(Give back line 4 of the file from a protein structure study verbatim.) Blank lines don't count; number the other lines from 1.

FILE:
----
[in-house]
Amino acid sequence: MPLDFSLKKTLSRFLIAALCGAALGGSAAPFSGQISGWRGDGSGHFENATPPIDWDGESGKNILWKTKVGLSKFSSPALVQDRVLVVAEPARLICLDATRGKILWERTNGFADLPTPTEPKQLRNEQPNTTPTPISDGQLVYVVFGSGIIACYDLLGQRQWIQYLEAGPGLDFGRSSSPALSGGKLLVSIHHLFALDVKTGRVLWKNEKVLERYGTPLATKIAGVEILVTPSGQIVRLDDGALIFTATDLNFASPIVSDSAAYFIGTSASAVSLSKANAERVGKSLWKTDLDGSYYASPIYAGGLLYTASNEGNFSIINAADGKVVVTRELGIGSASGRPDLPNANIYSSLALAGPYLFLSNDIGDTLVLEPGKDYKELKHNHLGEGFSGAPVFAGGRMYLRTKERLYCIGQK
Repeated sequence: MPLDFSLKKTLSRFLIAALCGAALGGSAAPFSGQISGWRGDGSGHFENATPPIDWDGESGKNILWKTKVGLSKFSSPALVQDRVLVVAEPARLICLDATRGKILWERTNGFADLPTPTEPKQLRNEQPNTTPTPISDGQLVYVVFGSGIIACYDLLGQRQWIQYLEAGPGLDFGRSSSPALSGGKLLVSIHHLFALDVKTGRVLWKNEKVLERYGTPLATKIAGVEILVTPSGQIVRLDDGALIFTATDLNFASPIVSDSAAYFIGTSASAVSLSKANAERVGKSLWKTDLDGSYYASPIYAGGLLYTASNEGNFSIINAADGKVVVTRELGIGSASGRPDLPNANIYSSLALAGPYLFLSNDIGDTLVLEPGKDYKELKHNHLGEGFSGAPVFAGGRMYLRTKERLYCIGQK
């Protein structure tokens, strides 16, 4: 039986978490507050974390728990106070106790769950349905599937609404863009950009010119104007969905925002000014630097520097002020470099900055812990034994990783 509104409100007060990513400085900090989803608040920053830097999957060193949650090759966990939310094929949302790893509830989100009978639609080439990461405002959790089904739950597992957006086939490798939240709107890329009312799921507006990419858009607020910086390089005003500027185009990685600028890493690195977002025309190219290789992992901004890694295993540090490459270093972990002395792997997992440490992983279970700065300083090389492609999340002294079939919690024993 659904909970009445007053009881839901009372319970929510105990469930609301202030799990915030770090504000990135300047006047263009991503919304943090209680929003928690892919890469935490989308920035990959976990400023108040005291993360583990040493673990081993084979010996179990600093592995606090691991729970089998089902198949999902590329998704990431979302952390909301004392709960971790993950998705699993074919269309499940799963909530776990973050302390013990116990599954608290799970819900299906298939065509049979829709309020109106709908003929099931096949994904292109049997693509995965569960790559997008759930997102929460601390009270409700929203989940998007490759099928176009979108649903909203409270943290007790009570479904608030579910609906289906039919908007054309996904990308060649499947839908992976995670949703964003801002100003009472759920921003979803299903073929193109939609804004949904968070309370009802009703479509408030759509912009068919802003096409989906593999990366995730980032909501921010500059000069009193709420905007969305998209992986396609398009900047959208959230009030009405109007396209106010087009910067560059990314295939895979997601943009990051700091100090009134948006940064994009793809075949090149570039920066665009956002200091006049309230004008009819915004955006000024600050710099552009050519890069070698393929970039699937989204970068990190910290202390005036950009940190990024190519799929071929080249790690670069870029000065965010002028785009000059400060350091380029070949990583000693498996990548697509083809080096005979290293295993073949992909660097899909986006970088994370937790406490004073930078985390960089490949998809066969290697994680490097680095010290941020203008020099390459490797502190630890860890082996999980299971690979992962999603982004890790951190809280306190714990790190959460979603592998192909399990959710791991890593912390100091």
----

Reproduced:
């Protein structure tokens, strides 16, 4: 039986978490507050974390728990106070106790769950349905599937609404863009950009010119104007969905925002000014630097520097002020470099900055812990034994990783 509104409100007060990513400085900090989803608040920053830097999957060193949650090759966990939310094929949302790893509830989100009978639609080439990461405002959790089904739950597992957006086939490798939240709107890329009312799921507006990419858009607020910086390089005003500027185009990685600028890493690195977002025309190219290789992992901004890694295993540090490459270093972990002395792997997992440490992983279970700065300083090389492609999340002294079939919690024993 659904909970009445007053009881839901009372319970929510105990469930609301202030799990915030770090504000990135300047006047263009991503919304943090209680929003928690892919890469935490989308920035990959976990400023108040005291993360583990040493673990081993084979010996179990600093592995606090691991729970089998089902198949999902590329998704990431979302952390909301004392709960971790993950998705699993074919269309499940799963909530776990973050302390013990116990599954608290799970819900299906298939065509049979829709309020109106709908003929099931096949994904292109049997693509995965569960790559997008759930997102929460601390009270409700929203989940998007490759099928176009979108649903909203409270943290007790009570479904608030579910609906289906039919908007054309996904990308060649499947839908992976995670949703964003801002100003009472759920921003979803299903073929193109939609804004949904968070309370009802009703479509408030759509912009068919802003096409989906593999990366995730980032909501921010500059000069009193709420905007969305998209992986396609398009900047959208959230009030009405109007396209106010087009910067560059990314295939895979997601943009990051700091100090009134948006940064994009793809075949090149570039920066665009956002200091006049309230004008009819915004955006000024600050710099552009050519890069070698393929970039699937989204970068990190910290202390005036950009940190990024190519799929071929080249790690670069870029000065965010002028785009000059400060350091380029070949990583000693498996990548697509083809080096005979290293295993073949992909660097899909986006970088994370937790406490004073930078985390960089490949998809066969290697994680490097680095010290941020203008020099390459490797502190630890860890082996999980299971690979992962999603982004890790951190809280306190714990790190959460979603592998192909399990959710791991890593912390100091």